The Stanbic Bank Kenya PMI fell to 41.5 in April of 2021, from 50.6 in the prior month, amid the third coronavirus wave in the country. The latest reading pointed to the sharpest contraction in Kenya’s private sector since June last year as partial lockdowns in five counties, including Nairobi, and increased curfew hours considerably affected movement and demand. New business and activity declined for the first time since June. The lower sales volumes and activity requirements resulted in the first cut in jobs in seven months, while backlogs shrank at a faster pace. Input costs rose sharply due to fuel prices and raw materials shortages linked to global supply issues, while output charges increased at the slowest pace in four months. For the year ahead, companies were the least optimistic since the survey began in 2014, with just one in five business owners forecasting output growth. source: Markit Economics

Manufacturing PMI in Kenya averaged 51.70 points from 2014 until 2021, reaching an all time high of 59.10 points in October of 2020 and a record low of 34.40 points in October of 2017. This page provides - Kenya Manufacturing Pmi- actual values, historical data, forecast, chart, statistics, economic calendar and news. Kenya Stanbic Bank PMI - data, historical chart, forecasts and calendar of releases - was last updated on May of 2021.

Manufacturing PMI in Kenya is expected to be 51.00 points by the end of this quarter, according to Trading Economics global macro models and analysts expectations. Looking forward, we estimate Manufacturing PMI in Kenya to stand at 51.70 in 12 months time. In the long-term, the Kenya Stanbic Bank PMI is projected to trend around 53.00 points in 2022 and 54.00 points in 2023, according to our econometric models.

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Kenya Stanbic Bank PMI

Actual Previous Highest Lowest Dates Unit Frequency
41.50 50.60 59.10 34.40 2014 - 2021 points Monthly
SA


News Stream
Kenya Private Sector Shrinks the Most in 10 Months
The Stanbic Bank Kenya PMI fell to 41.5 in April of 2021, from 50.6 in the prior month, amid the third coronavirus wave in the country. The latest reading pointed to the sharpest contraction in Kenya’s private sector since June last year as partial lockdowns in five counties, including Nairobi, and increased curfew hours considerably affected movement and demand. New business and activity declined for the first time since June. The lower sales volumes and activity requirements resulted in the first cut in jobs in seven months, while backlogs shrank at a faster pace. Input costs rose sharply due to fuel prices and raw materials shortages linked to global supply issues, while output charges increased at the slowest pace in four months. For the year ahead, companies were the least optimistic since the survey began in 2014, with just one in five business owners forecasting output growth.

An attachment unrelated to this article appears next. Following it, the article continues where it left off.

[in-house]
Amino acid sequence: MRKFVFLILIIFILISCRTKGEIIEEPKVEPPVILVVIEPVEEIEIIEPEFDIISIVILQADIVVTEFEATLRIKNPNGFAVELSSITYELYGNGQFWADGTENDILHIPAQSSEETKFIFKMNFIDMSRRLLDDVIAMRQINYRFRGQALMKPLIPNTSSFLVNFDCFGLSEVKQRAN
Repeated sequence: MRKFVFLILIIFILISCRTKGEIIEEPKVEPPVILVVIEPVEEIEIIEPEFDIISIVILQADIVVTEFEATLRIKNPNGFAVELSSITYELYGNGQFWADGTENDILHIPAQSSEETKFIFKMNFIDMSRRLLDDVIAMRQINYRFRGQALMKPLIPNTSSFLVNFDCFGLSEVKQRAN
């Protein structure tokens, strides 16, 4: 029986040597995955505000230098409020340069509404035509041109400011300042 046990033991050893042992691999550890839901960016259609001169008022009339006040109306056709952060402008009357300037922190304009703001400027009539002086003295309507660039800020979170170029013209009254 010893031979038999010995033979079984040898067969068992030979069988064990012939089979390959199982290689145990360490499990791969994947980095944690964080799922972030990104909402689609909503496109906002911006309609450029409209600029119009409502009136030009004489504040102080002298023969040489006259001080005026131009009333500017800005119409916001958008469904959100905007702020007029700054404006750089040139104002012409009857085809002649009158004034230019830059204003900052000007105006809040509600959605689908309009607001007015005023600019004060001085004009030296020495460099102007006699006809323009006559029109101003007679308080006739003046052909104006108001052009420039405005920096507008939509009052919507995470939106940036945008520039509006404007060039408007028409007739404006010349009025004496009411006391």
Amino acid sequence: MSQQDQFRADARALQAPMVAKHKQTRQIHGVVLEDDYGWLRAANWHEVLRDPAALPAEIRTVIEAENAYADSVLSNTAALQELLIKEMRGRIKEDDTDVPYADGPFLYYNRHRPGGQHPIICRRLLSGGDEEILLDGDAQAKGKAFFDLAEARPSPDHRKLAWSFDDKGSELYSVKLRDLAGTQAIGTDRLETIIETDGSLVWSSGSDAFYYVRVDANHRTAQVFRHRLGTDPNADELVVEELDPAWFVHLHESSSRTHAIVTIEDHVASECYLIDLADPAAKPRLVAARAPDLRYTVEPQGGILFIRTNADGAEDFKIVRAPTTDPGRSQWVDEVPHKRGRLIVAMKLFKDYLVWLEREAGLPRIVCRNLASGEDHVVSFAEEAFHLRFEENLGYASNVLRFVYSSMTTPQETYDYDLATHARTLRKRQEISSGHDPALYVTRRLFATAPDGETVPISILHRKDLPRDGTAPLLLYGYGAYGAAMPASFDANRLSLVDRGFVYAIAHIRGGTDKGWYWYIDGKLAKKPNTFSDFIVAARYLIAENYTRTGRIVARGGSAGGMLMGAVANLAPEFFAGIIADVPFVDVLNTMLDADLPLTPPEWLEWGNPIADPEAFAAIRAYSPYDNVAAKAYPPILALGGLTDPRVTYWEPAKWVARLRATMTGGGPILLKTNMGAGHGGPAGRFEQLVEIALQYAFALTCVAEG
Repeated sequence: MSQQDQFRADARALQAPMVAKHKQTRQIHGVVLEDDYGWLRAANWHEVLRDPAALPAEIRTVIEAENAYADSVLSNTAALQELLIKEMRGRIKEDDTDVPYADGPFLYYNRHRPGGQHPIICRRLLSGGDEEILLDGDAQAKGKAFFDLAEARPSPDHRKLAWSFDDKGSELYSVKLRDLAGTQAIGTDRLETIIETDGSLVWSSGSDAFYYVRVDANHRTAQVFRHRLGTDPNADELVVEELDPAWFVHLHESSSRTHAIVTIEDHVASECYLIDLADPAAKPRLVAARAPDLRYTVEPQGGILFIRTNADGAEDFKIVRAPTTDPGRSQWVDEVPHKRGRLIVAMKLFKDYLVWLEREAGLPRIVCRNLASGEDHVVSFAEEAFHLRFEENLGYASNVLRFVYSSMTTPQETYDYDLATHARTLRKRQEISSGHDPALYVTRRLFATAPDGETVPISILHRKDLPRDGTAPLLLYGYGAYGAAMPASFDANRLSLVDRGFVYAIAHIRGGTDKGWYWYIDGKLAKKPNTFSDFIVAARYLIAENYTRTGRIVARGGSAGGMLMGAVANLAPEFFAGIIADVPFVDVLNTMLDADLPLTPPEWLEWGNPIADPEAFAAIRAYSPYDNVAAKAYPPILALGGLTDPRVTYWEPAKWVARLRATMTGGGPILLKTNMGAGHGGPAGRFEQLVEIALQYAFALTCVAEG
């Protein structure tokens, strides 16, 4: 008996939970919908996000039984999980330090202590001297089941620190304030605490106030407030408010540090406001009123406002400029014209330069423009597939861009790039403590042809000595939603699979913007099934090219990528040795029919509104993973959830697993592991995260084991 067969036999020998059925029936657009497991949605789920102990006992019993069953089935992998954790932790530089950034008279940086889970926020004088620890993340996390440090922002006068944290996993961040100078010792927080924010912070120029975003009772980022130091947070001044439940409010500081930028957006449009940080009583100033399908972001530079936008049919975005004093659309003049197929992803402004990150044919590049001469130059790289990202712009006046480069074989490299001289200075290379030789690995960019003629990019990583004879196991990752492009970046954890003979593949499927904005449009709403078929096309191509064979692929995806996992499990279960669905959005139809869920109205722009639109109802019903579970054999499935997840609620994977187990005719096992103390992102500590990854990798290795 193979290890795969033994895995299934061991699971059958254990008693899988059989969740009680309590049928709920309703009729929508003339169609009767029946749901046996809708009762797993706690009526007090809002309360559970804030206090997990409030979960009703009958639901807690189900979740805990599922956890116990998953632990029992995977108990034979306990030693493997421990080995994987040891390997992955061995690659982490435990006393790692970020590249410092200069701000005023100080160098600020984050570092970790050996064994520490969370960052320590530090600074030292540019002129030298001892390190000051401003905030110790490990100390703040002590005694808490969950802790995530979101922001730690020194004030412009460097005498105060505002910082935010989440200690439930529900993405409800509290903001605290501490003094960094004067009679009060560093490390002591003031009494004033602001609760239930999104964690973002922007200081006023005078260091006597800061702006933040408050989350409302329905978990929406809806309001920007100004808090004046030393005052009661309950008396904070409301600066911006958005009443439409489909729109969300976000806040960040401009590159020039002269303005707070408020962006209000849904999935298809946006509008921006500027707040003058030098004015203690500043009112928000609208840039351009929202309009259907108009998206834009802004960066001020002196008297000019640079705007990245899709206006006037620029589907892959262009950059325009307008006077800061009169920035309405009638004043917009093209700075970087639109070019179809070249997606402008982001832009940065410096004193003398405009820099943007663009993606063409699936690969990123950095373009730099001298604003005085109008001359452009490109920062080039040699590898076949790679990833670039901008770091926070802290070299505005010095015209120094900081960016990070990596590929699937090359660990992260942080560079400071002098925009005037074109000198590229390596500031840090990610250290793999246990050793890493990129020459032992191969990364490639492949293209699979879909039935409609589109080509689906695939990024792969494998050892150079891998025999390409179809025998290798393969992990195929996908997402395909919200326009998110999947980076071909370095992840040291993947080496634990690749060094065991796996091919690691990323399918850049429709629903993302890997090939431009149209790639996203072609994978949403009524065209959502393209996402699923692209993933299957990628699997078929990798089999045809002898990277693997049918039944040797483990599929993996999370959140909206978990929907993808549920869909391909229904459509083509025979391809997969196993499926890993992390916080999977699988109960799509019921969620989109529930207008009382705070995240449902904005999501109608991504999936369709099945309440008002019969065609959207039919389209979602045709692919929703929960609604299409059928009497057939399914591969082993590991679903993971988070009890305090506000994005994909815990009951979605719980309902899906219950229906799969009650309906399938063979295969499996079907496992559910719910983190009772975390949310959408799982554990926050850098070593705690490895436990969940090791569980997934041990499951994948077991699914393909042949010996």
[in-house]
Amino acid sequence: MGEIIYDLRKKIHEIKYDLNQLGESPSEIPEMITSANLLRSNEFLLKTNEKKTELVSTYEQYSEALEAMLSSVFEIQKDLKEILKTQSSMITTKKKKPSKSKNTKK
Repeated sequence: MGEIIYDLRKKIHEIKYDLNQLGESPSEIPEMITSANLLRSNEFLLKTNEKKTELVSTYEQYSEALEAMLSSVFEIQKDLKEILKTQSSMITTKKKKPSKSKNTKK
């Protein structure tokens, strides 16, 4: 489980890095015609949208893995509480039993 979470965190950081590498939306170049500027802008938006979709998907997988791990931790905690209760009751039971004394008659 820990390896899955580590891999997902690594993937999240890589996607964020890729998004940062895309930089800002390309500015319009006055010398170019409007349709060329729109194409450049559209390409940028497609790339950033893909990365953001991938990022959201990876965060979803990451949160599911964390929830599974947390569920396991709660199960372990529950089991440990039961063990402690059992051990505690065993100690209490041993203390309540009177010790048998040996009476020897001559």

2021-05-05
Kenya Private Sector PMI Falls to 9-Month Low
The Stanbic Bank Kenya PMI dropped to 50.6 in March of 2021 from 50.9 in the previous month. The latest reading pointed to just a marginal improvement in the health of the private sector, and the weakest seen since the recovery in economic conditions from the initial impact of the Covid-19 pandemic began last July. Output rose only slightly and new order growth slowed further as cash flow issues linked to the Covid-19 pandemic limited customer spending. At the same time, employment increased only modestly, while inventories rose at the slowest rate in the current growth sequence. On the price front, input prices continued to rise sharply, in particular fuel costs. As a result, output prices rose for the third straight month, but at a slower rate than input prices. Finally, expectations for future activity slipped in March and were the third-lowest seen in the series history, due to worries of a further impact from pandemic on demand.
2021-04-07
Kenya Private Sector Growth Eases to 8-Month Low
The Stanbic Bank Kenya PMI fell to 50.9 in February of 2021 from 53.2 in January, signalling the weakest rate of improvement in the current eight-month run of expansion following the impact of the COVID-19 pandemic. Output rose only marginally amid a more modest increase in new order volumes. Workforce numbers rose marginally, with firms also seeing a softer rise in outstanding work. Prices data showed input prices increased due to a rise in prices of both materials and fuel, amid tax hike. Output charges rose for the second straight month in order to maintain firms’ margins. Looking ahead, business sentiment dipped slightly, but remained above the level seen through the second half of 2020.
2021-03-03
Kenya PMI at 3-Month High
The Stanbic Bank Kenya PMI increased to 53.2 in January of 2021 from 51.4 in December, pointing to the highest growth rate in private sector activity in 3 months, driven by sharp increases in output and new business. Workforce numbers rose at a faster rate, while firms also expressed stronger optimism towards the next year of activity. Inflationary pressures intensified, however, as VAT returned to the level seen before the coronavirus pandemic.
2021-02-03

Kenya Stanbic Bank PMI
In Kenya, the CfC Stanbic Bank Purchasing Managers' Index measures the performance of agriculture, mining, manufacturing, services, construction and retail sectors and is derived from a survey of 400 companies. The Manufacturing Purchasing Managers Index is based on five individual indexes with the following weights: New Orders (30 percent), Output (25 percent), Employment (20 percent), Suppliers’ Delivery Times (15 percent) and Stock of Items Purchased (10 percent), with the Delivery Times index inverted so that it moves in a comparable direction. A reading above 50 indicates an expansion of activity compared to the previous month; below 50 represents a contraction; while 50 indicates no change.